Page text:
Hear This, Verizon!

By Carol Ellison  |  Posted 2005-04-20 Print this article Print

Opinion: Verizon spends millions on its "Can you hear me now?" ad campaign that promised ubiquitous wireless phone coverage, and then the company CEO calls consumers' expectations unrealistic. Now he expects us to listen when he calls m

Somebody should have reminded Ivan Seidenberg, CEO of Verizon Communications, that silence truly can be golden—like at those times when you come off looking as dumb as the ideas that you call "dumb." Its not often that a $13 million salaried CEO of a $71 billion company deigns to sit down with a bunch of local newspaper editors, but thats what Seidenberg did in San Francisco last week. He talked about the companys recent purchase of MCI, customer complaints about Verizons service and, oh yes, the plan that no doubt occasioned his visit—San Franciscos intentions to build a municipal Wi-Fi network. As broadband carriers go, SBC and Comcast are somewhat more entrenched in San Francisco than Verizon, but the company has led the charge against municipal broadband networks elsewhere. And, what with the merger mania having become more of the standard operating procedure than running phone networks right now among telecoms, its probably just a matter of time before Verizon becomes a major player there as well.
Seidenbergs presentation to the San Francisco Chronicle editors was packed with all the verbal hat pins youd expect to find in a shtick designed to pop the muni bubble. But, before the conversation was over, Seidenberg managed to let the air out of his own companys image. Seidenberg declared the citys plan "one of the dumbest ideas Ive ever heard—not on its merits, mind you, but on the fact that "someone will have to upgrade it, someone will have to maintain it, and someone will have to run it." Well, duh ... isnt that just as true of highways, baseball stadiums, port authorities, city buildings and, for that matter, my home and yours? Philadelphia is municipal Wi-Fis worst-case scenario, claims Carol Ellison. Click here to read her column. But he didnt stop there. Seidenberg went on to whine about consumer expectations and the fact that California customers have the "unrealistic" expectation that they should be able to get Verizon wireless service in their homes. He told the Chronicle editors that consumers have "unrealistic expectations about a wireless service working everywhere. Why in the world would you think your [cell] phone would work in your house? The customer has come to expect so much. They want it to work in the elevator; they want it to work in the basement." How dare we expect a telephone to work in our homes! And how have we come to expect that? Well maybe, just maybe, Ivan, we actually believed Verizons relentless, multimillion dollar "Can you hear me now?" ad campaign. Maybe, just maybe, we were dumb enough to listen as your message resonated over prime-time television, filled drive time on the radio and wormed its way into the national lexicon of over-used commercial phrases. Now the message is that municipal wireless is a "dumb idea." One question: Should we hear you now? Carol Ellison is editor of eWEEK.coms Mobile & Wireless Topic Center. She has worked as a technology journalist since 1986 and has covered the wireless industry since 2000. Check out eWEEK.coms for the latest news, reviews and analysis on mobile and wireless computing.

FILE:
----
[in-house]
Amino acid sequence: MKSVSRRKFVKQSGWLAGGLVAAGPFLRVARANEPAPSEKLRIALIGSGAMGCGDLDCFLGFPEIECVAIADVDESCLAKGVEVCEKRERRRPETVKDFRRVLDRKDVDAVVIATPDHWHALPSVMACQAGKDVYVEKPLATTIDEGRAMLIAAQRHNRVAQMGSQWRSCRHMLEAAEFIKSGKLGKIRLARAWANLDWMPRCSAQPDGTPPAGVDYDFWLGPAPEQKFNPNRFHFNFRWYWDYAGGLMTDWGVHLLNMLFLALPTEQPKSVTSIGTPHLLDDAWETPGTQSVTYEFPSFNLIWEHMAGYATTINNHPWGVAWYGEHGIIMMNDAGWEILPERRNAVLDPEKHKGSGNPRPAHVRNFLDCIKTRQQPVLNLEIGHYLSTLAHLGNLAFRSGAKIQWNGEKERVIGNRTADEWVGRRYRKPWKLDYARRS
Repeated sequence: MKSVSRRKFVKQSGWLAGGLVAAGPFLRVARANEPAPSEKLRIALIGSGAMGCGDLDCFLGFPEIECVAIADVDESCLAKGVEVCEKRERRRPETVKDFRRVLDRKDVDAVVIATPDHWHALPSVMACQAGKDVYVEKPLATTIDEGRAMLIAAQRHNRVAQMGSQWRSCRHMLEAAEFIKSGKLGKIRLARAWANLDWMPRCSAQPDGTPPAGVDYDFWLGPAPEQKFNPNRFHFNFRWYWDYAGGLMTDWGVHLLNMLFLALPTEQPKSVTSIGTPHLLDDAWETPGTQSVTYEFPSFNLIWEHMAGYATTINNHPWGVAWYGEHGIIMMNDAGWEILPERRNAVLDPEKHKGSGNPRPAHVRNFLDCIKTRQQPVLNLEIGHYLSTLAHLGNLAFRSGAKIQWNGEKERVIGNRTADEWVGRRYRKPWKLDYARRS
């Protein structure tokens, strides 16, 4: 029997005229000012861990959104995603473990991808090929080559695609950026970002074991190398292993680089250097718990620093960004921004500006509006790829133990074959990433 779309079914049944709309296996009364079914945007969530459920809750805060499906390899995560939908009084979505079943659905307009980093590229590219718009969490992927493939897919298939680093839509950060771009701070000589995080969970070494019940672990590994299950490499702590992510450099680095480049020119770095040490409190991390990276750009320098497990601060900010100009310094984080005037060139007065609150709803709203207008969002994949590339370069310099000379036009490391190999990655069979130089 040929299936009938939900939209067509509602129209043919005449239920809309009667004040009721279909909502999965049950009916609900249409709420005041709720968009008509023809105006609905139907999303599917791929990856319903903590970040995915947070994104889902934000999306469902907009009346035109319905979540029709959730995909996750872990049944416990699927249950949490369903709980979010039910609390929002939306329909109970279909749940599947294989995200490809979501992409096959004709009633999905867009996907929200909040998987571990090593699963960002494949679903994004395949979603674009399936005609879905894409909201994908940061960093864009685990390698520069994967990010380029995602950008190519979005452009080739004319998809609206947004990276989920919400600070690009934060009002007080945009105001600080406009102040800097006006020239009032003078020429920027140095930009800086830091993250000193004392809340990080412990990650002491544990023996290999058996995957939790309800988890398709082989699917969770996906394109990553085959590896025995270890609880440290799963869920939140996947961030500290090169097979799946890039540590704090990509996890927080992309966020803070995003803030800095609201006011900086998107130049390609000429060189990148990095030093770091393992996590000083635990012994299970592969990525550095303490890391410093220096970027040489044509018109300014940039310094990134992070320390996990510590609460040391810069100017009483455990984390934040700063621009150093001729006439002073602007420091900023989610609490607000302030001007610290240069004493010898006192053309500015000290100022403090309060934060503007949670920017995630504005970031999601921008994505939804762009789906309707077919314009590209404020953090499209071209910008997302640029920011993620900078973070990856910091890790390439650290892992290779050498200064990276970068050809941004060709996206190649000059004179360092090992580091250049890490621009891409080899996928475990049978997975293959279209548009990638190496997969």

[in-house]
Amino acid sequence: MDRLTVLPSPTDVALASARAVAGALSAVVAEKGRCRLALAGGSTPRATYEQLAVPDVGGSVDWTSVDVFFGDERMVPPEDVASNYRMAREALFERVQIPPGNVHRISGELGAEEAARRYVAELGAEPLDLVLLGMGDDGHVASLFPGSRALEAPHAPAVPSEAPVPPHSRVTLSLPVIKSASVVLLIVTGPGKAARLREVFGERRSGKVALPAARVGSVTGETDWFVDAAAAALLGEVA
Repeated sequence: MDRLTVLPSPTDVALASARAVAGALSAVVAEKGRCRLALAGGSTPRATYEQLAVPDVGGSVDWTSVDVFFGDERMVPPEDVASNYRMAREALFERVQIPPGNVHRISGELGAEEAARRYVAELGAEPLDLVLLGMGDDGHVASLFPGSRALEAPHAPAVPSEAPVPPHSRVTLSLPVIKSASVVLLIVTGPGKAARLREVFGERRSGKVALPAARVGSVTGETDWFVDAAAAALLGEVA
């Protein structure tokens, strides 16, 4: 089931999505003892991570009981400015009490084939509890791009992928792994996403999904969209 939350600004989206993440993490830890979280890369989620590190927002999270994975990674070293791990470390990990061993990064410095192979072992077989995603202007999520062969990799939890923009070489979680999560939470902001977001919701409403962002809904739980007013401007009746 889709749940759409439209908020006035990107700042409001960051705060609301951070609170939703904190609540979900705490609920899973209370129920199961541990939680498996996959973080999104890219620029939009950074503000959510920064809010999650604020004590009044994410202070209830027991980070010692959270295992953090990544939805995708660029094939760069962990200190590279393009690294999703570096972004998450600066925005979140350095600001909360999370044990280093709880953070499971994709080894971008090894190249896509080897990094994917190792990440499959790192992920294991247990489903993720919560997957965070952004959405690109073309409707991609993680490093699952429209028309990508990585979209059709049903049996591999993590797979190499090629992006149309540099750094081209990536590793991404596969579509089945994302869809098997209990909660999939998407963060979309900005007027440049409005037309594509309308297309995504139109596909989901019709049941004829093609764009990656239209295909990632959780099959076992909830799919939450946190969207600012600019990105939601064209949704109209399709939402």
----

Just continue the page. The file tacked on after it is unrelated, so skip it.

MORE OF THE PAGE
Carol Ellison is editor of eWEEK.com's Mobile & Wireless Topic Center. She has authored whitepapers on wireless computing (two on network security–,Securing Wi-Fi Wireless Networks with Today's Technologies, Wi-Fi Protected Access: Strong, Standards-based Interoperable Security for Today's Wi-Fi Networks, and Wi-Fi Public Access: Enabling the future with public wireless networks.

Ms. Ellison served in senior and executive editorial positions for Ziff Davis Media and CMP Media. As an executive editor at Ziff Davis Media, she launched the networking track of The IT Insider Series, a newsletter/conference/Web site offering targeted to chief information officers and corporate directors of information technology. As senior editor at CMP Media's VARBusiness, she launched the Web site, VARBusiness University, an online professional resource center for value-added resellers of information technology.

Ms. Ellison has chaired numerous industry panels and has been quoted as a networking and educational technology expert in The New York Times, Newsday, The Los Angeles Times and The Wall Street Journal, National Public Radio's All Things Considered, CNN Headline News, WNBC and CNN/FN, as well as local and regional Comcast and Cablevision reports. Her articles have appeared in most major hi-tech publications and numerous newspapers and magazines, including The Washington Post and The Christian Science Monitor.

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